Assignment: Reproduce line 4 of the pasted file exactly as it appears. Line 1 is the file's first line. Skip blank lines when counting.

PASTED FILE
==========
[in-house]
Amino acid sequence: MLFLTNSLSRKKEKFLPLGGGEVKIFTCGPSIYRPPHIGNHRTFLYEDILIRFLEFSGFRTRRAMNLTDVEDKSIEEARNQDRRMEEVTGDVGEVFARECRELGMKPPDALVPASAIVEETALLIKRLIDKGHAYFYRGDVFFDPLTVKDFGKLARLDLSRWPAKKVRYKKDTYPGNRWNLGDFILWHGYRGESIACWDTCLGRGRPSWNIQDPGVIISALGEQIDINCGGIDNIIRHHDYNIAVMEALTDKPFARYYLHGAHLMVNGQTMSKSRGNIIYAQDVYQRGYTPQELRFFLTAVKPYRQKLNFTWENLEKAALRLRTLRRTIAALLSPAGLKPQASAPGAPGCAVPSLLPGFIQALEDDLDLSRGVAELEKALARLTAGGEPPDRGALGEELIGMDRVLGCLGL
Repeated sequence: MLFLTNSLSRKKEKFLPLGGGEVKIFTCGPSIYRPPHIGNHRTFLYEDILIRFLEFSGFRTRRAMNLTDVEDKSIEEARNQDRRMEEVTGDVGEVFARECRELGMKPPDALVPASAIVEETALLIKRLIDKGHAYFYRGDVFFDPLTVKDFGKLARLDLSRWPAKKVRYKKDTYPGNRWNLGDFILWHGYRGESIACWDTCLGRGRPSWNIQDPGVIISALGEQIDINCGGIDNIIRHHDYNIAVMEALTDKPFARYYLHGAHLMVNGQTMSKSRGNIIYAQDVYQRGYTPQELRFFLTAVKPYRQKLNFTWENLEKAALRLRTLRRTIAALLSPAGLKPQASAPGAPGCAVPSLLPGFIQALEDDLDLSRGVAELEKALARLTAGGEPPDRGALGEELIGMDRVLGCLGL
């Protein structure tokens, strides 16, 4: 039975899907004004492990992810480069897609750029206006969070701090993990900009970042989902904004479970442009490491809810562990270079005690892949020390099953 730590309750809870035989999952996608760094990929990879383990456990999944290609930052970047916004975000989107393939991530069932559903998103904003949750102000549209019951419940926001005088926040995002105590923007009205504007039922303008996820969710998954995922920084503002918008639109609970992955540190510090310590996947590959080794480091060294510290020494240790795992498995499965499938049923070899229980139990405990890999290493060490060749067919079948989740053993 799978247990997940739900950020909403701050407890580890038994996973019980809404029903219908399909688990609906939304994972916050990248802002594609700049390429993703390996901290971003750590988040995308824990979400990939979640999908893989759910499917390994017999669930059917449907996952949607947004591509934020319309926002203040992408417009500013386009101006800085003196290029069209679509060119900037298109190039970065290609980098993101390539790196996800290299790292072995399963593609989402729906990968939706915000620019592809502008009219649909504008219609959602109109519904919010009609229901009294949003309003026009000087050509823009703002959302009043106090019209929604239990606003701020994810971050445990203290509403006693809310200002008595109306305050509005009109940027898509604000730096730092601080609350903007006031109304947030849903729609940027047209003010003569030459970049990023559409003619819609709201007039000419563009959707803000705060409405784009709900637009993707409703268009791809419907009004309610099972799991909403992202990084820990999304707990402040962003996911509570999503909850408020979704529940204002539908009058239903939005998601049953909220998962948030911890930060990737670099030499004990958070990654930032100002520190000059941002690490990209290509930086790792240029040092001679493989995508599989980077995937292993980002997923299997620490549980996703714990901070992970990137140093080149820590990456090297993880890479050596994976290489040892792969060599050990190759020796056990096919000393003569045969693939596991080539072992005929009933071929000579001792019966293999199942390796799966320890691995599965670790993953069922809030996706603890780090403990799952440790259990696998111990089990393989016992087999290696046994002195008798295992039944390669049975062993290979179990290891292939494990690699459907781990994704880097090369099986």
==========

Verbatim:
């Protein structure tokens, strides 16, 4: 039975899907004004492990992810480069897609750029206006969070701090993990900009970042989902904004479970442009490491809810562990270079005690892949020390099953 730590309750809870035989999952996608760094990929990879383990456990999944290609930052970047916004975000989107393939991530069932559903998103904003949750102000549209019951419940926001005088926040995002105590923007009205504007039922303008996820969710998954995922920084503002918008639109609970992955540190510090310590996947590959080794480091060294510290020494240790795992498995499965499938049923070899229980139990405990890999290493060490060749067919079948989740053993 799978247990997940739900950020909403701050407890580890038994996973019980809404029903219908399909688990609906939304994972916050990248802002594609700049390429993703390996901290971003750590988040995308824990979400990939979640999908893989759910499917390994017999669930059917449907996952949607947004591509934020319309926002203040992408417009500013386009101006800085003196290029069209679509060119900037298109190039970065290609980098993101390539790196996800290299790292072995399963593609989402729906990968939706915000620019592809502008009219649909504008219609959602109109519904919010009609229901009294949003309003026009000087050509823009703002959302009043106090019209929604239990606003701020994810971050445990203290509403006693809310200002008595109306305050509005009109940027898509604000730096730092601080609350903007006031109304947030849903729609940027047209003010003569030459970049990023559409003619819609709201007039000419563009959707803000705060409405784009709900637009993707409703268009791809419907009004309610099972799991909403992202990084820990999304707990402040962003996911509570999503909850408020979704529940204002539908009058239903939005998601049953909220998962948030911890930060990737670099030499004990958070990654930032100002520190000059941002690490990209290509930086790792240029040092001679493989995508599989980077995937292993980002997923299997620490549980996703714990901070992970990137140093080149820590990456090297993880890479050596994976290489040892792969060599050990190759020796056990096919000393003569045969693939596991080539072992005929009933071929000579001792019966293999199942390796799966320890691995599965670790993953069922809030996706603890780090403990799952440790259990696998111990089990393989016992087999290696046994002195008798295992039944390669049975062993290979179990290891292939494990690699459907781990994704880097090369099986």